(Bloomberg) -- Billionaire John Malone’s Liberty Global Plc is paying a heavier price to win British broadband subscribers from dominant rival BT Group Plc.
Liberty Global, which has been focused on boosting income per subscriber, saw average revenue per user in the U.K. and Ireland fell 0.3 percent to 51.36 pounds ($67) in the first quarter, hit by a step-up in promotional pricing and the timing of some pay-per-view events. The company’s shares fell as much as 3.4 percent in early trading in New York.
Asset sales in Germany and eastern Europe are set to make Liberty Global -- the U.S.-listed vehicle for cable baron Malone’s European assets -- more reliant on Britain, where it is rolling out a fiber broadband network to rival former monopoly BT and investing in content to attract new customers.
Liberty Global U.K. Fiber Upgrades Raise Pressure on BT, Sky
Results on Tuesday underscore how tough that market has become. Discounting at Liberty Global’s U.K. unit Virgin Media might have been needed to maintain momentum in adding users, New Street Research analyst James Ratzer wrote in a note to clients. This “is likely to refocus minds back to the post-deal asset value” of Liberty Global, he said.
Liberty Global’s revenue fell 0.2 percent in the first quarter from a year earlier, compared with the 1.3 percent average increase forecast by analysts in a company-compiled survey. Operating cash flow grew 0.8 percent, compared with an analyst forecast of a 0.1 percent gain, underpinned by cost cutting. The figures exclude Switzerland and other businesses that Liberty is selling.
The quarterly performance highlights the challenge for U.K. operations chief Lutz Schuler when he takes over as chief executive officer of Virgin Media next month. Schuler has told investors he’ll focus on selling bundles of internet, mobile and TV services and connecting more big apartment blocks.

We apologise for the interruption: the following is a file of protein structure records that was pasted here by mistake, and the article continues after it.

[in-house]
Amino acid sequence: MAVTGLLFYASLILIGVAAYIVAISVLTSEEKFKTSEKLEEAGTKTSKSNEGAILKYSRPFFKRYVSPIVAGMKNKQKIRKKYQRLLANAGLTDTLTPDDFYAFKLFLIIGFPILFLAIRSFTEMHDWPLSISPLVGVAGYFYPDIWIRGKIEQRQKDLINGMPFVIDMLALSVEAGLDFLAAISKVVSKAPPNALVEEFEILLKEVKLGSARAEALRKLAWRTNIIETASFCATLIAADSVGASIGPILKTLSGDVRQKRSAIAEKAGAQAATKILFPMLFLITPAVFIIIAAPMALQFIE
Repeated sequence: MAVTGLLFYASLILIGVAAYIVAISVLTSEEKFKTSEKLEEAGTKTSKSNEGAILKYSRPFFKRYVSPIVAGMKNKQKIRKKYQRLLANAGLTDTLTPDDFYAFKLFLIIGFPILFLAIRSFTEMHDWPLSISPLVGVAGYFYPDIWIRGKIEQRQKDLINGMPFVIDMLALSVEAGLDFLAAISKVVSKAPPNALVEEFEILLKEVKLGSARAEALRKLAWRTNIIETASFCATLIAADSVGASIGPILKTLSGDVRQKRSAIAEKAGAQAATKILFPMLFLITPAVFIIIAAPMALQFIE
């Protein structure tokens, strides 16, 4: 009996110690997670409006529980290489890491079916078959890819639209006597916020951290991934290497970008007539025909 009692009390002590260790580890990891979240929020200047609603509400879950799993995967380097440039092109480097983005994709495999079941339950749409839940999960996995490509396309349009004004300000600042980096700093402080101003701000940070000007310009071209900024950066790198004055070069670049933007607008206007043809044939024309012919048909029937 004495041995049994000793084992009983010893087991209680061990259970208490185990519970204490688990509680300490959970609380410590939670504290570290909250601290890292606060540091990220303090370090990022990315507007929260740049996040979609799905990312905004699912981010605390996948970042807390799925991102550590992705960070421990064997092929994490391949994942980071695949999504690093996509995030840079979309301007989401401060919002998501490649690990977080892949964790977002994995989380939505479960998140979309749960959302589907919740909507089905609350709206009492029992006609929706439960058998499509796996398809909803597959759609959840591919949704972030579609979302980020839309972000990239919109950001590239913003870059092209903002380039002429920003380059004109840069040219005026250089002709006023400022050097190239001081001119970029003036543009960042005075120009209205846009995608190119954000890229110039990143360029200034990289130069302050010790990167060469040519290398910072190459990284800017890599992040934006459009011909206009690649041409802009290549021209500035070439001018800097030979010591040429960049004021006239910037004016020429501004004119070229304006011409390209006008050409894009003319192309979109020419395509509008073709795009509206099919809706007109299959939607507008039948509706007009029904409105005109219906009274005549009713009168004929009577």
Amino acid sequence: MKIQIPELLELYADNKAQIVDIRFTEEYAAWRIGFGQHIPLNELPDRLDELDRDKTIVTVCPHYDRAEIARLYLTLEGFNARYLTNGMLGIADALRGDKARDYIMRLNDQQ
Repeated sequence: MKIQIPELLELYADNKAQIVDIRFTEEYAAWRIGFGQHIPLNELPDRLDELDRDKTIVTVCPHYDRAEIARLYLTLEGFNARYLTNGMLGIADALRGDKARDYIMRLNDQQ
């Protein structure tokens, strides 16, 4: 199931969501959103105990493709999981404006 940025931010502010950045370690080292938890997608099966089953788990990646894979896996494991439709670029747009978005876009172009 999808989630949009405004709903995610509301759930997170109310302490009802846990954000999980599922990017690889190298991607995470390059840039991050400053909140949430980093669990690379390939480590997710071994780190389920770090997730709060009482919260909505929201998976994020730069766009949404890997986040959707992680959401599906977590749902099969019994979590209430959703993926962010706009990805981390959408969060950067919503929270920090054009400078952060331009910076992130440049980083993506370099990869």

What Bloomberg Intelligence Says
“Significant weakness at Virgin Media, with revenue contracting 0.1% vs. consensus expecting 1.9% growth in 1Q, shows the U.K. unit of Liberty Global remains vulnerable to competition.” --Erhan Gurses, Telecom analyst Click here to view the research.
Liberty Global Chief Executive Officer Mike Fries said Tuesday he was exploring “creative ways to expand or partner or finance expansion beyond our current plans” at Virgin Media without damaging the company’s balance sheet and cash flow. “It’s smart for us to be creative and flexible and opportunistic,” he said on a call with analysts, without giving further details.
Regulators are weighing whether to approve or block the biggest of Liberty Global’s asset sales in continental Europe, to Vodafone Group Plc. The British-based company sought Tuesday to speed the process by offering rival Telefonica SA wholesale access to its entire German cable network.
“We don’t believe it has any impact on our transaction other than speeding up closing and providing far more certainty than we had yesterday of that closing,” said Fries.
Investors are focused on what Liberty Global will do with the proceeds of up to $17.5 billion, including possible acquisitions to gain a mobile business in the U.K. and widely expected share buybacks. Its shares have risen 22 percent year-to-date, slightly outperforming a 20 percent rise in the U.S.-weighted Nasdaq Telecommunications Index and topping the Stoxx 600 Telecommunications Index, which is flat this year.
(Adds shares in second paragraph, analyst comment in seventh paragraph.)
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